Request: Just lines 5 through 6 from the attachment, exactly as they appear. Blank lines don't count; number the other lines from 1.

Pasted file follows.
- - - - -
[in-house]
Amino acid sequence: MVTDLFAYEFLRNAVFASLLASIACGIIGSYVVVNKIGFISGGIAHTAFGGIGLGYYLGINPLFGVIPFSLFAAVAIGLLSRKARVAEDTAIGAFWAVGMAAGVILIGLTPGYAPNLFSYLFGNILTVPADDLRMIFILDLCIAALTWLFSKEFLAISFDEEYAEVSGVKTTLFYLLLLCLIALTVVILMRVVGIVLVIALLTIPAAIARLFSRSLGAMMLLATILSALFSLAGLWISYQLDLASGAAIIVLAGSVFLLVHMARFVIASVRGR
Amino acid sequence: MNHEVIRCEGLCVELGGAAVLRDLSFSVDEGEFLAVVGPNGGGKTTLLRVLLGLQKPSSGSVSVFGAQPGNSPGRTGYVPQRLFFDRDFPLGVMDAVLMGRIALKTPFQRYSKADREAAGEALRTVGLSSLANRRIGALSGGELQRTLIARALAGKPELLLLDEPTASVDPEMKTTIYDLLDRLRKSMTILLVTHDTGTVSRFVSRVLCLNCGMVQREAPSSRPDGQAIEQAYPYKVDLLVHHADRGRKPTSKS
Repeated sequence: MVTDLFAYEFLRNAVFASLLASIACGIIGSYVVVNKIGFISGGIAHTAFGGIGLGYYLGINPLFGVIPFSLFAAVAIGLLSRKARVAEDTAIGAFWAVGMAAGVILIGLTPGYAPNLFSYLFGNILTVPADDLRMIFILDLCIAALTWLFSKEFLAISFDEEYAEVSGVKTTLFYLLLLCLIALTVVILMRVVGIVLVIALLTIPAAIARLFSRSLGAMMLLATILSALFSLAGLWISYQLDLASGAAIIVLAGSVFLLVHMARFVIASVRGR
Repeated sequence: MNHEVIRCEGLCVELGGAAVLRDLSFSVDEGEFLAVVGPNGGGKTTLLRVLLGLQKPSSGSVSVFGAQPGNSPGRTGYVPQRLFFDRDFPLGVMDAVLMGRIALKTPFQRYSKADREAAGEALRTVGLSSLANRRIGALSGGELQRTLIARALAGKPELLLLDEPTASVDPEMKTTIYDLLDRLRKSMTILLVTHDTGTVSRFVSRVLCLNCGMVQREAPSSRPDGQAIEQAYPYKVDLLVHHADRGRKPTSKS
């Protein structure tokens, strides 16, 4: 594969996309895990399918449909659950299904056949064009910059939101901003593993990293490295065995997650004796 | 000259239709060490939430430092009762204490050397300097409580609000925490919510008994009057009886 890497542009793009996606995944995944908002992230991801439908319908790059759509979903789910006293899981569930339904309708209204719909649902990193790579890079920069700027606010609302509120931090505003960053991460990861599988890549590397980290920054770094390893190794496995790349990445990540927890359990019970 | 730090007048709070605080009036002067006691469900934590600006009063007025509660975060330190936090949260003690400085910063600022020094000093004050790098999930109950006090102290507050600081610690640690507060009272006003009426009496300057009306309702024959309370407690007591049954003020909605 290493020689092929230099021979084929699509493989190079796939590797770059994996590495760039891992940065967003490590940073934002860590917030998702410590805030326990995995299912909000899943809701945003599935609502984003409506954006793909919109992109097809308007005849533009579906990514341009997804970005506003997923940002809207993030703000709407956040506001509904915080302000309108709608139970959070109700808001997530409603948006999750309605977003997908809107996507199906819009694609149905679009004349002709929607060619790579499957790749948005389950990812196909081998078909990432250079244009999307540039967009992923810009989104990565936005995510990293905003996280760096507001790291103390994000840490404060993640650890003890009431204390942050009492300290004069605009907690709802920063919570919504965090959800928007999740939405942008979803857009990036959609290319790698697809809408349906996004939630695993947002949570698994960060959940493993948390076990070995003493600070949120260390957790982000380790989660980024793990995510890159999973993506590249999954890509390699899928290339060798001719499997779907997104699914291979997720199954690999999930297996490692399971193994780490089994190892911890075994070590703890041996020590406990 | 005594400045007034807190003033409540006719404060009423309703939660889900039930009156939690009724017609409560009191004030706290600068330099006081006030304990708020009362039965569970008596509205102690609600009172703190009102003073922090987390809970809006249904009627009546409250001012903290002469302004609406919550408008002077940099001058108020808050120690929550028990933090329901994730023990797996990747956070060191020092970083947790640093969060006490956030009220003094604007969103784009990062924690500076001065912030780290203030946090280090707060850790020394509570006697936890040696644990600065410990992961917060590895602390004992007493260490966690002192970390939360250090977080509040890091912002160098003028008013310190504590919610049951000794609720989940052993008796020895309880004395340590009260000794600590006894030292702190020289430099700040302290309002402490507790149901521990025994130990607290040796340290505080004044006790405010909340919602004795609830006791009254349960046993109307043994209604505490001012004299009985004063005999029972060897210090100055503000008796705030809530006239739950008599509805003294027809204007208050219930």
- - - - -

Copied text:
Repeated sequence: MNHEVIRCEGLCVELGGAAVLRDLSFSVDEGEFLAVVGPNGGGKTTLLRVLLGLQKPSSGSVSVFGAQPGNSPGRTGYVPQRLFFDRDFPLGVMDAVLMGRIALKTPFQRYSKADREAAGEALRTVGLSSLANRRIGALSGGELQRTLIARALAGKPELLLLDEPTASVDPEMKTTIYDLLDRLRKSMTILLVTHDTGTVSRFVSRVLCLNCGMVQREAPSSRPDGQAIEQAYPYKVDLLVHHADRGRKPTSKS
């Protein structure tokens, strides 16, 4: 594969996309895990399918449909659950299904056949064009910059939101901003593993990293490295065995997650004796 | 000259239709060490939430430092009762204490050397300097409580609000925490919510008994009057009886 890497542009793009996606995944995944908002992230991801439908319908790059759509979903789910006293899981569930339904309708209204719909649902990193790579890079920069700027606010609302509120931090505003960053991460990861599988890549590397980290920054770094390893190794496995790349990445990540927890359990019970 | 730090007048709070605080009036002067006691469900934590600006009063007025509660975060330190936090949260003690400085910063600022020094000093004050790098999930109950006090102290507050600081610690640690507060009272006003009426009496300057009306309702024959309370407690007591049954003020909605 290493020689092929230099021979084929699509493989190079796939590797770059994996590495760039891992940065967003490590940073934002860590917030998702410590805030326990995995299912909000899943809701945003599935609502984003409506954006793909919109992109097809308007005849533009579906990514341009997804970005506003997923940002809207993030703000709407956040506001509904915080302000309108709608139970959070109700808001997530409603948006999750309605977003997908809107996507199906819009694609149905679009004349002709929607060619790579499957790749948005389950990812196909081998078909990432250079244009999307540039967009992923810009989104990565936005995510990293905003996280760096507001790291103390994000840490404060993640650890003890009431204390942050009492300290004069605009907690709802920063919570919504965090959800928007999740939405942008979803857009990036959609290319790698697809809408349906996004939630695993947002949570698994960060959940493993948390076990070995003493600070949120260390957790982000380790989660980024793990995510890159999973993506590249999954890509390699899928290339060798001719499997779907997104699914291979997720199954690999999930297996490692399971193994780490089994190892911890075994070590703890041996020590406990 | 005594400045007034807190003033409540006719404060009423309703939660889900039930009156939690009724017609409560009191004030706290600068330099006081006030304990708020009362039965569970008596509205102690609600009172703190009102003073922090987390809970809006249904009627009546409250001012903290002469302004609406919550408008002077940099001058108020808050120690929550028990933090329901994730023990797996990747956070060191020092970083947790640093969060006490956030009220003094604007969103784009990062924690500076001065912030780290203030946090280090707060850790020394509570006697936890040696644990600065410990992961917060590895602390004992007493260490966690002192970390939360250090977080509040890091912002160098003028008013310190504590919610049951000794609720989940052993008796020895309880004395340590009260000794600590006894030292702190020289430099700040302290309002402490507790149901521990025994130990607290040796340290505080004044006790405010909340919602004795609830006791009254349960046993109307043994209604505490001012004299009985004063005999029972060897210090100055503000008796705030809530006239739950008599509805003294027809204007208050219930």